Flora and fauna
Although Tenerife is just a small island covering 2,034 km2 (785 sq miles), it is home to a surprising ecological diversity thanks to its special environmental conditions: the Island's abrupt topography affects its local weather conditions, leading to a great variety of microclimates. Such an abundance of microclimates results in many different natural habitats, and this is clear to see in the Island's vegetation. The flora here is rich and varied, with some 1,400 higher plant species, a considerable number of which are endemic to the Canary Islands (200) and others to Tenerife (140). In terms of fauna, Tenerife is estimated to have roughly 400 species of fish, 56 types of birds, 5 different reptiles, 2 species of amphibians, 13 land mammals and several thousand kinds of invertebrates, as well as some species of sea turtles and cetaceans.
Tenerife is the largest and highest of the Canary Islands, which explains why it boasts the greatest biological diversity in the archipelago. There are over 800 species of fauna and flora living here which are unique in the world. It is also amazing to think that although the Canary Islands accounts for just 1.5% of Spanish territory, it houses more than half of the country's endemic species.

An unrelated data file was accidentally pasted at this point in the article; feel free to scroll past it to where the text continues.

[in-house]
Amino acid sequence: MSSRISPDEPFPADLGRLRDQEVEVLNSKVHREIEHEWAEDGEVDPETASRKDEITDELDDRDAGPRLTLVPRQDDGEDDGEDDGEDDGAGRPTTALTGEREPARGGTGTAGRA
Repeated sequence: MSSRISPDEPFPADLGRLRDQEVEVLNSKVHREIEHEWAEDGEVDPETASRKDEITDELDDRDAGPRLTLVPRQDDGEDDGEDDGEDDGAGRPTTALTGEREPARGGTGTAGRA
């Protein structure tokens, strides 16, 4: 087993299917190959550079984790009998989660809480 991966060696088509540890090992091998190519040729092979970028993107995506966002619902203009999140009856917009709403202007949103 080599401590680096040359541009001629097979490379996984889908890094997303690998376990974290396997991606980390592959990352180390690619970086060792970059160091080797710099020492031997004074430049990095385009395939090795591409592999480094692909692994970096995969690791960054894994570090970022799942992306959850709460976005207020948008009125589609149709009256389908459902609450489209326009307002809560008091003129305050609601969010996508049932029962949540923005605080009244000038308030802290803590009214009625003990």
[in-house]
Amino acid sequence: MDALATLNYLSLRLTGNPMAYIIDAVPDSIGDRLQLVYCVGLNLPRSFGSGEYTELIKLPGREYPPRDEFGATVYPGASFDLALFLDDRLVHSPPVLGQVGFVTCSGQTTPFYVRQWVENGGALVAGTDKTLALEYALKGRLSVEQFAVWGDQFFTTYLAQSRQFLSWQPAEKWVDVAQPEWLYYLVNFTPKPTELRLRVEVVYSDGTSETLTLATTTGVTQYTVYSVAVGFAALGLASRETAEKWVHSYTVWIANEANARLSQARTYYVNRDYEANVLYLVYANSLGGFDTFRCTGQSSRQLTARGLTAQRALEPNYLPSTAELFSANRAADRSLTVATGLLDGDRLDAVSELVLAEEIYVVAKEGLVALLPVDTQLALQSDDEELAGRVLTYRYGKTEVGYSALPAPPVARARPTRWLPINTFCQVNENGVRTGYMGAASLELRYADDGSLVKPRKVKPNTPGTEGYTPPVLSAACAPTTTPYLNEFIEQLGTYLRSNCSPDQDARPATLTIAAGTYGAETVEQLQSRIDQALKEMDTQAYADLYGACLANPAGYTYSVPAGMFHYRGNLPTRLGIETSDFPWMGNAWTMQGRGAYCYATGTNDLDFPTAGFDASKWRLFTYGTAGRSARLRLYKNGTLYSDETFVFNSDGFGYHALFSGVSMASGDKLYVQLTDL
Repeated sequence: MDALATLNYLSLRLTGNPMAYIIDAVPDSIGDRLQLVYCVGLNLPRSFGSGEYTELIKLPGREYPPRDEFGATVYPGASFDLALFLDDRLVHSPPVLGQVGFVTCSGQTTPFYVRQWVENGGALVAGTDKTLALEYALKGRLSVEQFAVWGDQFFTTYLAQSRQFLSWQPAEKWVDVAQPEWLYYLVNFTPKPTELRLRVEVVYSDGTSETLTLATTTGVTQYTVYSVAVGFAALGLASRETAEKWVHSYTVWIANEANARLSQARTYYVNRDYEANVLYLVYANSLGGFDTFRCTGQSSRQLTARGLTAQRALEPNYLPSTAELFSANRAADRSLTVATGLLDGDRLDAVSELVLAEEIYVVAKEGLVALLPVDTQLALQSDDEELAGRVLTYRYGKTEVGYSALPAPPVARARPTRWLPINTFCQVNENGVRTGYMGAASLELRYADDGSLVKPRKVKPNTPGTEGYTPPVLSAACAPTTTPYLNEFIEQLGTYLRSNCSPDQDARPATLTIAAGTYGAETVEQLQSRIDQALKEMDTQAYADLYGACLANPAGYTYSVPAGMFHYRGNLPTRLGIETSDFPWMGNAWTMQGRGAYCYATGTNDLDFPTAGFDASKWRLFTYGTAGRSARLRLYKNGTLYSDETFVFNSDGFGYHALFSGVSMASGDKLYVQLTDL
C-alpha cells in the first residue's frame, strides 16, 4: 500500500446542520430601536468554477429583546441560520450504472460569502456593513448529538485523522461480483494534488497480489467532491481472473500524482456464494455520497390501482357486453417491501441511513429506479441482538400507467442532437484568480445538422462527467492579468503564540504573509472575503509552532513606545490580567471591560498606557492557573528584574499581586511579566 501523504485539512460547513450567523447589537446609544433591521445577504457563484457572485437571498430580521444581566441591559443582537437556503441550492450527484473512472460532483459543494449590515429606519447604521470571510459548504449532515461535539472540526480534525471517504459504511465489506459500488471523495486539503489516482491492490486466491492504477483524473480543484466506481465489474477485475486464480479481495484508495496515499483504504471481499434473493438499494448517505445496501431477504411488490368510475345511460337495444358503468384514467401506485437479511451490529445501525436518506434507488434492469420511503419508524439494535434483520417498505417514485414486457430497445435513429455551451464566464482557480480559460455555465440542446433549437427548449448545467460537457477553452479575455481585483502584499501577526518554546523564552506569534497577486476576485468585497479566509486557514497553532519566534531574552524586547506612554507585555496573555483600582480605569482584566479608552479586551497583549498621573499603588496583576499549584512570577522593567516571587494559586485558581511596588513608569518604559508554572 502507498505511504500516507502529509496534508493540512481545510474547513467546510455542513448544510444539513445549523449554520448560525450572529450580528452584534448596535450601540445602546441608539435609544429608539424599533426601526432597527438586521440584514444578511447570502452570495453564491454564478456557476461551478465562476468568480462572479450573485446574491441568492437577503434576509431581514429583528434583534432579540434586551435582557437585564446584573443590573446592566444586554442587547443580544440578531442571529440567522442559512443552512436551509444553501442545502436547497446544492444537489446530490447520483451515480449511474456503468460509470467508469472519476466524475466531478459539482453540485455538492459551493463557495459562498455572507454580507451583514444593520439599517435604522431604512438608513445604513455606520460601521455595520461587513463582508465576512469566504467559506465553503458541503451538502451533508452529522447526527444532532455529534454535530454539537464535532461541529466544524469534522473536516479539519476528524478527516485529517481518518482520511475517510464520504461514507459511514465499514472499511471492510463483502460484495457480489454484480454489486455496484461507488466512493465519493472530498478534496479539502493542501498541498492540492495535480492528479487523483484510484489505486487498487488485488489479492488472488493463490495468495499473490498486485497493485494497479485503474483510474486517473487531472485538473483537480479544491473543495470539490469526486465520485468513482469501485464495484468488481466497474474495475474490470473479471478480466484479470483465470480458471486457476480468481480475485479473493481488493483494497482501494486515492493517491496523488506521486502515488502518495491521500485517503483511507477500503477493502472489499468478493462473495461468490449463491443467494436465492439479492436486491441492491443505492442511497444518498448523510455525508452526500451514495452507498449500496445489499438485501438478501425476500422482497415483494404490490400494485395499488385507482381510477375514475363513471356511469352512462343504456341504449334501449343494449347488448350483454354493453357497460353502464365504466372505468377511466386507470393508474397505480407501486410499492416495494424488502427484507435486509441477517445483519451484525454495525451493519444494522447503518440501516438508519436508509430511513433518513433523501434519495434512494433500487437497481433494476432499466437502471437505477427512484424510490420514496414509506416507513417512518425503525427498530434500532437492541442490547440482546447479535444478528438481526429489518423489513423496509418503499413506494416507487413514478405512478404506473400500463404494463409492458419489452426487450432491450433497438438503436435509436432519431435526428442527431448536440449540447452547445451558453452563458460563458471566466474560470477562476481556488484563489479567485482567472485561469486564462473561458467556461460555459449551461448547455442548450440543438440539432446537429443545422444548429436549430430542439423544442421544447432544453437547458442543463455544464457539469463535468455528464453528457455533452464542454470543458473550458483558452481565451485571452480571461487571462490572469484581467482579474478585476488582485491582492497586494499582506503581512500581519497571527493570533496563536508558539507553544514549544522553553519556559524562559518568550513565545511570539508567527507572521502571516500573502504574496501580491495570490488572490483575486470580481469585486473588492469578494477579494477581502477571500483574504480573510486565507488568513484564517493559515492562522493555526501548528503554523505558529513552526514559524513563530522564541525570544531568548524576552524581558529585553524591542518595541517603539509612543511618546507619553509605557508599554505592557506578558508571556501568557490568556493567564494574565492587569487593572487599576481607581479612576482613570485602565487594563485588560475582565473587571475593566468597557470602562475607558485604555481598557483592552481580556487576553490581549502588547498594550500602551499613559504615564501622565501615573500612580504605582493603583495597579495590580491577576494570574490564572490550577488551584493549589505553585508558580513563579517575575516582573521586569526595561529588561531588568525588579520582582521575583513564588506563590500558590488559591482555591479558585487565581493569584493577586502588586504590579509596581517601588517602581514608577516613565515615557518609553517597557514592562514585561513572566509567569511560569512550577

One of the Island's main peculiarities is that the vegetation changes radically in areas that are barely a few hundred metres apart. This is because of the difference in altitude and the microclimates the relief creates, giving rise to six different ecosystems. Therefore, you will find magnificent specimens of tabaibas and Canary Island spurge on the coast resembling an exotic desert with an arid climate, whilst the vegetation in the highlands is more typically Mediterranean: shrubs, thermophilic forests and vast expanses of pine trees. You will find yourself walking through junipers, olive bushes, palm trees and even the odd dragon tree, one of the Canary Islands' great symbols.
The trade winds make the north side of the Island more humid, which of course makes its forests lusher and greener. The trees growing here are like living fossils. The Canarian laurel forests comprise a type of vegetation that covered the entire Mediterranean basin in the Tertiary Period, until it disappeared hundreds of thousands of years ago.